Question #48cc8

1 Answer
Jul 7, 2015

Answer:

How you find the factors depends a lot on what tools you have in your mathematical toolbox.

Explanation:

Note on terminology, although there is a "quartet" of terms, the word "quartic" refers to the degree being 4. Not to the number of terms. We could call it a quadrinomial, but I don't hear that or see it in textbooks.

To factor a cubic polynomial, First check for common factors and check for sum or difference of two cubes. (Not relevant in this problem.)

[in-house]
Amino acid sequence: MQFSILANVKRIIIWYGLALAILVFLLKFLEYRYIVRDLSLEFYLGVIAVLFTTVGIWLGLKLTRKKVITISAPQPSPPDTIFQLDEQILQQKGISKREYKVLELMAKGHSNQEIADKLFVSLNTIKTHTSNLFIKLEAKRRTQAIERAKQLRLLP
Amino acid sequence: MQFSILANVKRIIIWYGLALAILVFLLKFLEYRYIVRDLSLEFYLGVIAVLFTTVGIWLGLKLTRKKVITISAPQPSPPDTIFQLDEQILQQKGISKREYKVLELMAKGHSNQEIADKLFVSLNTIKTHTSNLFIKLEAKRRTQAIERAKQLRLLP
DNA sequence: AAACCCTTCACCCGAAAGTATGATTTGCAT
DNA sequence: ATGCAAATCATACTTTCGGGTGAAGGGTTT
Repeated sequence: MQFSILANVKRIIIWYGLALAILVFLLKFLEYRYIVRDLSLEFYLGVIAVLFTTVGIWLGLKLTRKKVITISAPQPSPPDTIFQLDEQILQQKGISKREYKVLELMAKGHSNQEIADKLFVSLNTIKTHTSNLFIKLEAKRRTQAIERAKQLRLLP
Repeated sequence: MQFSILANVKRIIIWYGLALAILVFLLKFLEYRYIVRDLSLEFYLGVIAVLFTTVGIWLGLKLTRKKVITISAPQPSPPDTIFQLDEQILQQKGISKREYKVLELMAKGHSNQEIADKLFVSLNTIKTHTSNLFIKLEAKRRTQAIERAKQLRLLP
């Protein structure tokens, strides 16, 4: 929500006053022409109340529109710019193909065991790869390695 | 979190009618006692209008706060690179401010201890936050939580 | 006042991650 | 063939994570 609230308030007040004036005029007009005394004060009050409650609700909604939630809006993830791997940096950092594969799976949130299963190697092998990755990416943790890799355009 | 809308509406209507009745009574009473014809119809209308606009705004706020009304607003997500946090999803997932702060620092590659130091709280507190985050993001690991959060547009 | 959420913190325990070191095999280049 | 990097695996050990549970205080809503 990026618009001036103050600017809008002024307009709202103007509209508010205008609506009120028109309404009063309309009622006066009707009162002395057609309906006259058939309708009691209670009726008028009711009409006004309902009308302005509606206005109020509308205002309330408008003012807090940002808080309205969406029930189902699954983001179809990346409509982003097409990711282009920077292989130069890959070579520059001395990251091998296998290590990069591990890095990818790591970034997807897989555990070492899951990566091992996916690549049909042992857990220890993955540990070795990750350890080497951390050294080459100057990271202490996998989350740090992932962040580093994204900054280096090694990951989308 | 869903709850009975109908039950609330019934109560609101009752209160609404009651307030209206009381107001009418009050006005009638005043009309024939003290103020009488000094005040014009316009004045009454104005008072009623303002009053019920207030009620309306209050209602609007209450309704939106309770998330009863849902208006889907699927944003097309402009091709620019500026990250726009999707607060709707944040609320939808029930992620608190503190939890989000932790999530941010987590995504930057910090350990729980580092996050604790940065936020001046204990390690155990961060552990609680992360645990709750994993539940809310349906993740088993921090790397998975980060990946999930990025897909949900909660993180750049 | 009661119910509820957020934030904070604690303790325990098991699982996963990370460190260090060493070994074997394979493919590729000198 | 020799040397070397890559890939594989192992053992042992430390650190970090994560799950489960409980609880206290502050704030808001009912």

I would then try factoring by grouping . It won't always work, but it doesn't take long to try it:

#y= x^3 - 9x^2 + 27x - 27#

# (x^3 - 9x^2) + (27x - 27)#

#x^2(x-9) + 27(x-1)# -- No, factoring by grouping won't work.

You may have noticed that both the first and last terms are perfect cubes. If so, you might try using the guess #(x -3)^3#
Or, you might use the rational zero theorem to learn that #3# is a zero, so #x-3# is a factor. Then do the division to get:

#x^3-9x^2+27x-27 = (x-3)(x^2-6x+9)#

Which can be further factored to get:

#x^3-9x^2+27x-27 = (x-3)^3#